User uShare Login | Register
Login
Register

Along with posting photos, videos, and stories, your uShare account lets you post Classified Ads, recipes on What's For Dinner, and Announcements.


76° View Weather Current Conditions Sioux Falls Change Location
Set Weather Options

RADAR LOCATION

TEMPERATURE LOCATION

News

[0] My Saved Articles
Back to all news

Healthbeat

Find local businesses
on the KELO Pages!

 

Do You Really Need An Antibiotic?

November 16, 2012, 6:16 PM by Casey Wonnenberg

Do You Really Need An Antibiotic?

Many people go to the doctor for a cold and expect to be prescribed an antibiotic. But did you know that antibiotics can't help cure viral infections like a cold or the flu? In fact, they could do more harm than good.

Tyler Koedam enjoys spending time with his two little girls, three-year-old Kenzie and three-month old Katie.

But as a dad, he knows it's not always fun and games. Several months ago, he took Kenzie to the doctor for another ear infection.

"The main reason we brought her in was to check on whether or not we wanted to get the tube placed again to keep the pain away," Koedam said.

Koedam was surprised when the doctor offered a prescription for an antibiotic. As a fourth year medical student, he knew antibiotics can't help nearly 80 percent of ear infections.

But the Koedam's situation is actually fairly common. In fact, 60 percent of antibiotic prescriptions are not necessary.

"A common joke among doctors is if you don't take an antibiotic, you'll be better in seven days. If I do give you an antibiotic, you'll be better in a week," Sanford Dr. Nancy Carroll said.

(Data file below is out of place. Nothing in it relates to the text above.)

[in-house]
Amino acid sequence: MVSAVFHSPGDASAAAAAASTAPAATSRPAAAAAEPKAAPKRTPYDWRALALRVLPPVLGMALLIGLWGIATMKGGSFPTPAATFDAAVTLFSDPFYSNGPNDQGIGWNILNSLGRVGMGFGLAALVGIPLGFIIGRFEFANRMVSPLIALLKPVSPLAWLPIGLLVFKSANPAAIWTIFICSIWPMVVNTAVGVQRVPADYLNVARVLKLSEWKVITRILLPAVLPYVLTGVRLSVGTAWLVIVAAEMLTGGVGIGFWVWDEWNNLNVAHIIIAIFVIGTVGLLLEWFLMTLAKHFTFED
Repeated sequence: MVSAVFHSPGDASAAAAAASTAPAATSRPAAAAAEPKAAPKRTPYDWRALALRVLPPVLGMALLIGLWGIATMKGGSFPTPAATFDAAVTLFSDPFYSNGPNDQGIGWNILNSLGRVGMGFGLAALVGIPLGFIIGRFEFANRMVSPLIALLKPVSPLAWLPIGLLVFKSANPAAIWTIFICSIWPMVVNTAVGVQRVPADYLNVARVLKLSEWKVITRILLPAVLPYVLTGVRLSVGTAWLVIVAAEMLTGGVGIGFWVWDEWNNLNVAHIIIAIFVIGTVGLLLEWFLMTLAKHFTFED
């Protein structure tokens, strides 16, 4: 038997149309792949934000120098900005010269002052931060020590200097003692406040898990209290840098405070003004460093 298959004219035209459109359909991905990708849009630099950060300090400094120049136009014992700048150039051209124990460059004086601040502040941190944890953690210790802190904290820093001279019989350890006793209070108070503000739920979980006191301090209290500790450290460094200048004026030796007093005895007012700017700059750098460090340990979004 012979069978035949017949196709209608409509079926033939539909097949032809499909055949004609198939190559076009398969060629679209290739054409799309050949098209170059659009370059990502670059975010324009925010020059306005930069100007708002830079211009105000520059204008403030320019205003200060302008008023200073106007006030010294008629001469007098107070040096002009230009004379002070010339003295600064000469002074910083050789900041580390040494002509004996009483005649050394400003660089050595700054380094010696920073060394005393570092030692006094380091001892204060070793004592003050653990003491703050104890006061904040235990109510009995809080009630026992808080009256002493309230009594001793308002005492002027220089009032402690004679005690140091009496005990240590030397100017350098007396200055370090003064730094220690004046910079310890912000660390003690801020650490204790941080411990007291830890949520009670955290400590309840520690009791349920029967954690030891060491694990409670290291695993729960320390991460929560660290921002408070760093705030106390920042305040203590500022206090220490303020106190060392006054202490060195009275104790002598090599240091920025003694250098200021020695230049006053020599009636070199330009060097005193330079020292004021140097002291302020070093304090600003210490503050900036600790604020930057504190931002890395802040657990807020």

Carroll says she has patients ask for antibiotics when they're not needed on a daily basis. That overuse of antibiotics can actually cause some bacteria to become resistant to the drug.

"Whenever you take antibiotics, you are killing some of the friendly bacteria in our system that are helping maintain our equilibrium," Carroll said.

Carroll says more people like Koedam are becoming aware about the growing problem of antibiotic-resistant infections, but still there's a lot of work to be done.

"Antibiotics were one of the greatest medical advancements in history, and they're slowly becoming less and less useful because of resistance. That's a pretty important thing to have," Koedam said.

Carroll says when patients bring their children in for an ear infection, she will often write them a prescription for an antibiotic, but she asks them to wait two or three days to see if they infection gets better without an antibiotic. 80 percent of the time it will.

Previous Story

Next Story


Comments







Sponsored

 


View healthbeat

You may also like

Kraft Recalls American Cheese Singles

8/3/2015 8:05 AM

Kraft Foods says a piece of plastic could stay on American cheese slices after the wrapper is removed.

Full Story
Five Cases Of West Nile Virus Reported In SD

7/29/2015 11:57 AM

Five people have already been infected in South Dakota. In 2014 that number was nearly three times that.

Full Story
Atlanta To Sioux Falls: A Commuting Doctor

7/31/2015 12:35 PM

The multiple sclerosis specialist says she works in South Dakota because she sees a great need.

Full Story
Barre-less Pilates Offers A Dancer's Workout

7/29/2015 6:07 PM

"We have taken the barre out of the equation, and we use our core muscles to help us with balance, as opposed to holding onto a barre," Barr...

Full Story | Watch
Battling MS Across The Country

7/31/2015 6:19 PM

Dr. Fanny Jaquez hopes to keep Patch as healthy as possible. The Atlanta, Georgia woman sees patients in Sioux Falls.

Full Story | Watch


Events